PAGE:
Sustainable Forestry for Food Security and Nutrition: the new HLPE report

3 July 2017, Rome - The High Level Panel of Experts on food security and nutrition (HLPE), the science-policy interface of the United Nations Committee on World Food Security (CFS), launched on June 27 its report on Sustainable Forestry for Food Security and Nutrition. This report is the result of the collective work of an international project team of scientists, with diverse expertise, led by Terry Sunderland, CIFOR principal scientist.

It is the first time that CFS will consider and discuss the multiple contributions of forests and trees to food security and nutrition (FSN).

Forests and trees contribute to FSN in multiple ways. They provide wood, energy, foods and other products. They generate income and employment for many people, often the most vulnerable. They deliver ecosystem services vital for FSN in the long term, including water and carbon cycle regulation and protection of biodiversity. These contributions vary according to types of forests and the way they are managed in a wide diversity of specific contexts. They are particularly important for the 1 to 1.7 billion of forest-dependent people worldwide.

Increasing and competing demands on land, forests and trees create new challenges and opportunities for food security and nutrition. As pointed out by Dr Patrick Caron, HLPE Chairperson, “there is globally an important potential for forests and trees to enhance their contributions to FSN through sustainable forest management, forest and landscape restoration and development of agroforestry systems. This potential creates additional reasons to protect and invest in forests, and generates new jobs and opportunities.”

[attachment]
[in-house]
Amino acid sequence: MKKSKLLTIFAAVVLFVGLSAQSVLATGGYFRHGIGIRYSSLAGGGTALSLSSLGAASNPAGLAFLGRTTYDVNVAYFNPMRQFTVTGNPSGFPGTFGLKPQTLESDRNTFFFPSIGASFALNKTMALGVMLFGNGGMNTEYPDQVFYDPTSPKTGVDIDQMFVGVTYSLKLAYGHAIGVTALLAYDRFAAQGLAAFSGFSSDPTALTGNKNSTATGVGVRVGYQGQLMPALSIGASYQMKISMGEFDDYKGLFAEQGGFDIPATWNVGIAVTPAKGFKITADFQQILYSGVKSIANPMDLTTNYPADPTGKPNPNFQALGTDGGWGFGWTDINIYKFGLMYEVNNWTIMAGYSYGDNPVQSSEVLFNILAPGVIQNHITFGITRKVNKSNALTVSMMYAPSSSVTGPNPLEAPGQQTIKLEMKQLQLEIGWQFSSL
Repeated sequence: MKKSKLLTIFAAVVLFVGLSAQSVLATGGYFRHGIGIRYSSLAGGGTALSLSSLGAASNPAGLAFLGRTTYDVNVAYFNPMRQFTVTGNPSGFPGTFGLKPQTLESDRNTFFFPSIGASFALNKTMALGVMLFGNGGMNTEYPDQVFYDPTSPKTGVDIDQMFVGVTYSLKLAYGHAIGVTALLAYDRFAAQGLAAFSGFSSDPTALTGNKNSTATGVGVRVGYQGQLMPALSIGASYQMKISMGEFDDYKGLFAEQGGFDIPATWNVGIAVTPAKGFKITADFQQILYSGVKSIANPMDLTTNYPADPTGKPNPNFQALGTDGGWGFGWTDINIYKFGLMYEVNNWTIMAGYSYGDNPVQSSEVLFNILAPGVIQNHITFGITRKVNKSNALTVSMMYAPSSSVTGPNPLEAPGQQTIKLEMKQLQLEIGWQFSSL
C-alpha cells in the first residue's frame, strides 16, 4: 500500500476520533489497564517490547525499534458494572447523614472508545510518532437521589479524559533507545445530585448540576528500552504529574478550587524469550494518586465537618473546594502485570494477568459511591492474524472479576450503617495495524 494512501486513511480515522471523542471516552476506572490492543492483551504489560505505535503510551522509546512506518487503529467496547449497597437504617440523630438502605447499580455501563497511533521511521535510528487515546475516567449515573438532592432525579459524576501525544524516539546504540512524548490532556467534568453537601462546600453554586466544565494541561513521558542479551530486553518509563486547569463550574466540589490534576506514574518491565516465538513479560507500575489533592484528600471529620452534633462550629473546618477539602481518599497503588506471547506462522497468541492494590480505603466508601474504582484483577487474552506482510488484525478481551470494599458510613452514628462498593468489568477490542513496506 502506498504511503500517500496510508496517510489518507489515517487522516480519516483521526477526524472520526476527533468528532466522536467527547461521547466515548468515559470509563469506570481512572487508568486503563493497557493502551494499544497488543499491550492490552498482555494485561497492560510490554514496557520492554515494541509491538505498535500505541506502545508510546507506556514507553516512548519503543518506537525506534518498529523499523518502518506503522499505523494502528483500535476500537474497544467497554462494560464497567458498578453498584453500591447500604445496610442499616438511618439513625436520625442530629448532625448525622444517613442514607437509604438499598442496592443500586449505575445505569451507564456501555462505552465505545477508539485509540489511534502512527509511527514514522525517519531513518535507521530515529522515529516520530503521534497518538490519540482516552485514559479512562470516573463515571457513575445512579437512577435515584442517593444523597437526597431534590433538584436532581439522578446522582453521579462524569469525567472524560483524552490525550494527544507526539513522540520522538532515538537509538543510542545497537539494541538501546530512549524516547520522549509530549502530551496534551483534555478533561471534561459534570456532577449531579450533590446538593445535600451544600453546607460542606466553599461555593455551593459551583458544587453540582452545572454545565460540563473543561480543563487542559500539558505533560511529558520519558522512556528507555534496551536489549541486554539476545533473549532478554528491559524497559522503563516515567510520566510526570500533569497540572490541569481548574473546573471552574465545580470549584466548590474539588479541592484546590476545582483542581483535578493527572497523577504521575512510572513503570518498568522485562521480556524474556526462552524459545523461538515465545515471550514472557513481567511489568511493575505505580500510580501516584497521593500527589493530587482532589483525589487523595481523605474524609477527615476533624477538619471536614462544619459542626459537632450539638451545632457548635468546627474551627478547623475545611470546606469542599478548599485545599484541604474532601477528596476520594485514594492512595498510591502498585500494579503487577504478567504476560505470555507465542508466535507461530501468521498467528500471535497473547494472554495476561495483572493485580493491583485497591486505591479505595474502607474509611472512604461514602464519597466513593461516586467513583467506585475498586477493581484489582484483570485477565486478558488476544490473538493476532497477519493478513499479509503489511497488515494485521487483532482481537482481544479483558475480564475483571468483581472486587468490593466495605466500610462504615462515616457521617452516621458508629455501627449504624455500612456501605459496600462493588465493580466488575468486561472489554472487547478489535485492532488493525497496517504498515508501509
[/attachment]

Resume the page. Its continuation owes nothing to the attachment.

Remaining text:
This report calls for a renewed understanding of sustainable forestry in order to fully integrate the different functions of forests and trees at different spatial and temporal scales. This requires inclusive governance mechanisms that enable the full and effective participation of concerned stakeholders, including indigenous peoples and local communities.

This report goes beyond the distinctions between forest types and definitions, and draws a more holistic perspective of the roles of forests and trees outside forests for sustainable development and food security and nutrition. It highlights the synergies between forests and agriculture and calls for multifunctional landscapes for FSN that integrate forests and trees as key components.

As highlighted by Ms Semedo, FAO Deputy Director General, “if the world’s forests would be provided with the enabling conditions described in the 7 major recommendations of the report, the impact on FSN, would be considerable, especially for rural people in particular for women, youth and Indigenous Peoples”.

Her Excellency Amira Gornass, CFS Chairperson, affirmed that this HLPE report, “using a common language”, enables CFS members and participants “to better understand the dynamics at play and the multiple links between forests, trees and food security and nutrition”. She said that “this very comprehensive analysis will help CFS to reach concrete results at the end of its policy convergence process and to agree on good, specific, short and concrete policy recommendations, under the leadership of the rapporteur, His Excellency Francois Pythoud, ambassador of Switzerland to FAO, WFP and IFAD”.

last updated:  Tuesday, July 4, 2017